Sarah Vassello is the audience development specialist for INN's Amplify News Project, which focuses on editorial collaboration and distribution. More information can be found at https://inn.org/project/amplify-news-project.
The Institute for Nonprofit News (INN) is a growing national network of 120 nonprofit news organizations dedicated to providing investigative and public service reporting. INN’s work helps newsrooms bring investigative and civic news to more people, hold the powerful accountable and strengthen democracy. More information can be found at https://inn.org.
It was a story waiting too long for public attention: Some staff members at a rural facility housing young people with behavioral issues had physically, sexually and psychologically abused the children. South Dakota News Watch uncovered the story in June — resulting in the governor ordering an overhaul of the inspection processes for all youth treatment facilities in the state. The "Treatment or Trauma?" series exposed the harsh physical restraints on the residents that some employees of the facility regularly used — resulting in facial rug burns, black eyes, bloody noses, bruising and injured limbs. The story relied on a dozen on-the-record interviews and documents hard to obtain in a state with weak public records laws.
Every day, I send out a newsletter with the best of nonprofit journalism from the Midwest, with an audience mostly comprised of nonprofit news editors. As the audience development specialist for INN’s Amplify News Project, I try to include other links that I’m seeing from the journalism industry that could be helpful for smaller outlets trying to grow their audience—events, trainings, guides, etc. The links for journalism award submissions are among the most clicked-on resources I share. Consistently. It’s no secret that journalists love awards.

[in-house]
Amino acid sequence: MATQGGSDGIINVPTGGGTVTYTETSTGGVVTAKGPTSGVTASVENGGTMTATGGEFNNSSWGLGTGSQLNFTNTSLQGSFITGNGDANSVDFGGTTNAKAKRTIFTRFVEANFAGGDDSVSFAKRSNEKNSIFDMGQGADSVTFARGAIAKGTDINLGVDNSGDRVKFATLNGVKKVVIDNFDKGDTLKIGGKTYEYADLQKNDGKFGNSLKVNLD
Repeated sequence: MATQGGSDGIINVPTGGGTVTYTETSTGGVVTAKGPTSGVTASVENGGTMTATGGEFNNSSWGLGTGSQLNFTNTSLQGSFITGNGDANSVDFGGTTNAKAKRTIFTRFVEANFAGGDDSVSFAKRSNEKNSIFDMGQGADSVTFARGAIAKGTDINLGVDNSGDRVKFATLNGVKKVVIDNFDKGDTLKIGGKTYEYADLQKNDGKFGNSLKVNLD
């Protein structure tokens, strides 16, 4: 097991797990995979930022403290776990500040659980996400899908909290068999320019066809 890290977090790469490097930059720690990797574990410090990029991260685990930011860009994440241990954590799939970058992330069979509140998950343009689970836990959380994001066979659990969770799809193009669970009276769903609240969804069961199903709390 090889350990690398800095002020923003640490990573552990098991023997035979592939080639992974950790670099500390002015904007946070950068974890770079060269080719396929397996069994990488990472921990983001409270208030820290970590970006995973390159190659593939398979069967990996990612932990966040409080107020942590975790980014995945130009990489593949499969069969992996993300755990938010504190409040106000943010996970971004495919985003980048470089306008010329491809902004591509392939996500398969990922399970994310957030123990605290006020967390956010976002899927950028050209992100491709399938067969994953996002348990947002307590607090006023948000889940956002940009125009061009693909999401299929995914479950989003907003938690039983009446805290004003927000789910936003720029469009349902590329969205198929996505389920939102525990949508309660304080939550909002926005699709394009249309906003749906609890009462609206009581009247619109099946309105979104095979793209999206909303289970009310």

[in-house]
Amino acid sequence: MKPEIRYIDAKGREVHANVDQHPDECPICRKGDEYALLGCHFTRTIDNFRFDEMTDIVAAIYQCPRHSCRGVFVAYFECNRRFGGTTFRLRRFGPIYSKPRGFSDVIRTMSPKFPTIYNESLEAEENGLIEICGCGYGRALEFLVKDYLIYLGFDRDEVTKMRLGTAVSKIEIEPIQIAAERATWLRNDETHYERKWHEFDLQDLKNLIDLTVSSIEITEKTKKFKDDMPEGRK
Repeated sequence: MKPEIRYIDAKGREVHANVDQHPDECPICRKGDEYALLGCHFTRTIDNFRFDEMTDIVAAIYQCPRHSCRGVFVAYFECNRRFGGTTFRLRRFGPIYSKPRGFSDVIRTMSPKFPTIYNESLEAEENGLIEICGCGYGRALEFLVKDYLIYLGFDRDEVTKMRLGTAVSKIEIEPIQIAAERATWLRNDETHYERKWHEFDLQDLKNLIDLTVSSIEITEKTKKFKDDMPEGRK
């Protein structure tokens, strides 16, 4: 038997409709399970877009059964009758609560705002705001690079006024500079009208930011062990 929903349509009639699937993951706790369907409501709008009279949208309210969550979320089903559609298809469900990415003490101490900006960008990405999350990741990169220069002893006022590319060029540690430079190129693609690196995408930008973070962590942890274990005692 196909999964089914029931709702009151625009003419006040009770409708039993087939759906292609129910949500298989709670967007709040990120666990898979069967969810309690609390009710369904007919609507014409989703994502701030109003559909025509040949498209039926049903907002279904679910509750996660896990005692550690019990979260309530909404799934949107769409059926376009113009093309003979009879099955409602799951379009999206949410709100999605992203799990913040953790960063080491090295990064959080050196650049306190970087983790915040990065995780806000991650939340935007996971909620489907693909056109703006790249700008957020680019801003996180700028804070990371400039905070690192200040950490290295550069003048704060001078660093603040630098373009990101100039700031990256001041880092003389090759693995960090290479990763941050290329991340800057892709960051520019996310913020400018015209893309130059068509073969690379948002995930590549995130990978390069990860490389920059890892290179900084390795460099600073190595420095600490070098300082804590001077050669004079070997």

Case study co-published by Institute for Nonprofit News and the Shorenstein Center on Media, Politics and Public Policy at the Harvard Kennedy School. The PDF version from INN can be downloaded here and was designed by Elizabeth Scott. For five takeaway tips from this case study, click here. In February 2012, the nonprofit news organization Mother Jones published a seemingly ordinary story that would prove to change its fate. The story profiled a Republican donor, Frank VanderSloot, and among other things, his treatment of a gay journalist.
Below are five lessons from MoJo’s experiences that other nonprofit investigative newsrooms can adapt and use. These tips stem from the INN/Shorenstein Center case study on Mother Jones, published Dec. 9, 2019. One: Treat your audience like your public board. By sharing strategic information like company financials and plans for the future, Mother Jones opened up a new relationship with its audience.